Thought this video really summed up how important it is to develop a Personal Learning Network and the reason why my teacher for my education course really wanted us to interact and engage with others to improve our PLN. It should not stop, just because this semester is done.


Taxonomy- What does it mean?

In the case of education, taxonomy is a classification of learning objectives following a particular order for maximum student achievement/outcome. From the article, “A Taxonomy of Reflection: Critical Thinking For Students, Teachers, and Principals (Part 1),” it talks about optimising your thinking skills through reflections, making connections within details of the work, generating your own questions and to take a more active and conscious control over understanding.  The order of Blooms taxonomy is:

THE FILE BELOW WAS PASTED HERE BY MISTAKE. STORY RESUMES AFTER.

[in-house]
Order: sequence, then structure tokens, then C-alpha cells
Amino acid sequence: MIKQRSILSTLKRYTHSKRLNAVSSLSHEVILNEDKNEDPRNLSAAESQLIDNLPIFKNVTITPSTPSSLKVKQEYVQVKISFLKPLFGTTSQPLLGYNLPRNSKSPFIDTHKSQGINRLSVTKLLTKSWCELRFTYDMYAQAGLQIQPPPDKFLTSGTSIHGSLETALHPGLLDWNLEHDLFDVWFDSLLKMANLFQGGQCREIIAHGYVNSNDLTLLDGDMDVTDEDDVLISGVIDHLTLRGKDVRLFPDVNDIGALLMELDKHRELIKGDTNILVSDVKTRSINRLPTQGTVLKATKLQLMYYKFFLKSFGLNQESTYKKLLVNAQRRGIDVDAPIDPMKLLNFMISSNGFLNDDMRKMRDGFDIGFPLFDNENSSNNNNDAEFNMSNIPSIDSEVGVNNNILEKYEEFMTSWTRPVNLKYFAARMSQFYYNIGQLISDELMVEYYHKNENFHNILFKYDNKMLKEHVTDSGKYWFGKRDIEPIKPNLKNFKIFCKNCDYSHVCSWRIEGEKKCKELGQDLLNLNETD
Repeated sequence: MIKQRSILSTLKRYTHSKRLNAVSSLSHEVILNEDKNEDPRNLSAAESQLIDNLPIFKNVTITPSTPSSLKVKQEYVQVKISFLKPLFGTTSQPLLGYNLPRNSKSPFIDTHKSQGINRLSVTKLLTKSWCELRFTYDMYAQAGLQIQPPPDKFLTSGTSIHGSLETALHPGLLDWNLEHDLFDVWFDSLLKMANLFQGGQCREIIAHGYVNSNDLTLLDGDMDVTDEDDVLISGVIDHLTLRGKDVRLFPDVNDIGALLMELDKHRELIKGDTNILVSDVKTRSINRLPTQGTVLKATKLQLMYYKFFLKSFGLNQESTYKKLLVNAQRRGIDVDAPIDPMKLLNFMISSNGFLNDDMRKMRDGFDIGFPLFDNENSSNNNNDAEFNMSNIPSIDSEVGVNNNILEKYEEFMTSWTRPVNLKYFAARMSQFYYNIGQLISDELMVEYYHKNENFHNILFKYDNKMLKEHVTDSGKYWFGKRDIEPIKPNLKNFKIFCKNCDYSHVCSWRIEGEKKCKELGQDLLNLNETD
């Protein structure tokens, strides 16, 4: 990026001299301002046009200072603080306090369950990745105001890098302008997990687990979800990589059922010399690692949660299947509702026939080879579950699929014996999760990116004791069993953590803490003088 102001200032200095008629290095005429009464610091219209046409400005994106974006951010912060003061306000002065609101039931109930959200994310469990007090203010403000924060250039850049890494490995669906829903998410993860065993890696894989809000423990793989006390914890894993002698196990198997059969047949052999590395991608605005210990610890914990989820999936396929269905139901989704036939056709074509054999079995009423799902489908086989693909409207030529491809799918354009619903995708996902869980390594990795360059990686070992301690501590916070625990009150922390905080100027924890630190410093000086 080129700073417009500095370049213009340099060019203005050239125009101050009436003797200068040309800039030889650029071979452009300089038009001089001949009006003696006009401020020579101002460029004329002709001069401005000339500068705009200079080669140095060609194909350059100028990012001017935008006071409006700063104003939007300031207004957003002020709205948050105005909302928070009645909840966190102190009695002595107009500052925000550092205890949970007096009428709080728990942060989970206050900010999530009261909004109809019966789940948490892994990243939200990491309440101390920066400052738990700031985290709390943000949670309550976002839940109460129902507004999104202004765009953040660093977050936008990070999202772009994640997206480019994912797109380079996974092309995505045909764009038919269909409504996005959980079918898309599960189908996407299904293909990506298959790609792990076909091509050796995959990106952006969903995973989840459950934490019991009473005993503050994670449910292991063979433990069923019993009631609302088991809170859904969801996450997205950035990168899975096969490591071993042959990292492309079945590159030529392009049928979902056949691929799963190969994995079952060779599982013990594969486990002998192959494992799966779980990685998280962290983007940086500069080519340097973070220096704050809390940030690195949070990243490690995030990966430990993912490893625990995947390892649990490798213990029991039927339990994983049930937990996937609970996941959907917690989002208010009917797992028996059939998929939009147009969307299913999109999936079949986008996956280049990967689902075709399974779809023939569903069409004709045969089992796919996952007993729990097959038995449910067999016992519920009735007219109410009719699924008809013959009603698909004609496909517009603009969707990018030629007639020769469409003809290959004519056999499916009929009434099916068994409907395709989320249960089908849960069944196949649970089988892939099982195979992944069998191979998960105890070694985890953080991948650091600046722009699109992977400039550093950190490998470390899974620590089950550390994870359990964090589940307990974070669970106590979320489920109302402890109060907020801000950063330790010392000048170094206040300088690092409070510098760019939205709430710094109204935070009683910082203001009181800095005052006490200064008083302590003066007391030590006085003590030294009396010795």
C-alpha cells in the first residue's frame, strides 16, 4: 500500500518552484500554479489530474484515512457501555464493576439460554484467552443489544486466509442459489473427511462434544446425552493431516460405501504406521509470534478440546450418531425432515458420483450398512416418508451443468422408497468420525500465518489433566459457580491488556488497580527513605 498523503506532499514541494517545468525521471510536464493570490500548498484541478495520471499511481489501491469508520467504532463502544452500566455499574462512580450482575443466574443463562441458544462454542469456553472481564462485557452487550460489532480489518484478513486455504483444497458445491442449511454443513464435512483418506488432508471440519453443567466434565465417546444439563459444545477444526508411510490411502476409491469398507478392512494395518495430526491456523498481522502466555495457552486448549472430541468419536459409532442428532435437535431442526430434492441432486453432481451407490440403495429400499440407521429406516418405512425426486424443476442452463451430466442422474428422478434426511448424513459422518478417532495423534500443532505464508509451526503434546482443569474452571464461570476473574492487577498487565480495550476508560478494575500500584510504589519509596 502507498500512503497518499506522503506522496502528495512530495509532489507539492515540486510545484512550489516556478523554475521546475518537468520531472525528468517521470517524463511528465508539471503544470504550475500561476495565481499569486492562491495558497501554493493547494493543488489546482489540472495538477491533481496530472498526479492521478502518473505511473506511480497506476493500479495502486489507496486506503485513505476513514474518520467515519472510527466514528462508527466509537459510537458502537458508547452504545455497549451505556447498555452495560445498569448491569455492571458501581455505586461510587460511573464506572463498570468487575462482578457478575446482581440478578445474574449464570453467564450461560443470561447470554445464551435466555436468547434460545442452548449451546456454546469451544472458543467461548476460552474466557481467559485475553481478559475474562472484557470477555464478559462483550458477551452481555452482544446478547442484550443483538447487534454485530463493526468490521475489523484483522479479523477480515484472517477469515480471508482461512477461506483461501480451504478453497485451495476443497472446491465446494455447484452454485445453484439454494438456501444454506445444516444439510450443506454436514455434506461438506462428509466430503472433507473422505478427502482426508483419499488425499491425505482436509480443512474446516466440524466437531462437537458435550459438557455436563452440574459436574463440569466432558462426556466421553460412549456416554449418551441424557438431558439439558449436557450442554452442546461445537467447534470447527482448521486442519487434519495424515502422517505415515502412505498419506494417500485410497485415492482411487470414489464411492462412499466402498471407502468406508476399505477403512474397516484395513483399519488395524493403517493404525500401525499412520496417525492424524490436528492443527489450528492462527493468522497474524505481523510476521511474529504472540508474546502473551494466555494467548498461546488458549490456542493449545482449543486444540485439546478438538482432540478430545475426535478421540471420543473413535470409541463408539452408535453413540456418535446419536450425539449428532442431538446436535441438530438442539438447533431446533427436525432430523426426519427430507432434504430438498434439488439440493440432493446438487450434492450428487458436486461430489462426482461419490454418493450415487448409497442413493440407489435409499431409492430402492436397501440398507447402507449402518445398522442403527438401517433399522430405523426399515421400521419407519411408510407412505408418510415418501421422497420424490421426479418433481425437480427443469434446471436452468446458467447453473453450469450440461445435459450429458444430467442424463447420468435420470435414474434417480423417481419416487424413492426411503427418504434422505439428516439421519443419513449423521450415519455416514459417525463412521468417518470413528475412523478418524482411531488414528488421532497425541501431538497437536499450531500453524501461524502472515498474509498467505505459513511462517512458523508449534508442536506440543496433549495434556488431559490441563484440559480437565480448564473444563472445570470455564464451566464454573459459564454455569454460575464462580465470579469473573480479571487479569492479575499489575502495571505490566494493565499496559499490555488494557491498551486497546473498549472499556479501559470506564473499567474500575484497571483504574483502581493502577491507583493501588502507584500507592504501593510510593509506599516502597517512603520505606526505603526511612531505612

Cognitive- knowledge based

Affective- self and attitude

Psychomotor- action/skills

Within each category is a sub category that breaks down even further the process/order to obtain a higher level of thinking. This process helps students understand and assists with different ways of reflecting and gaining knowledge on this experience and how to improve their own level of thinking.   

8 Aboriginal Ways of Learning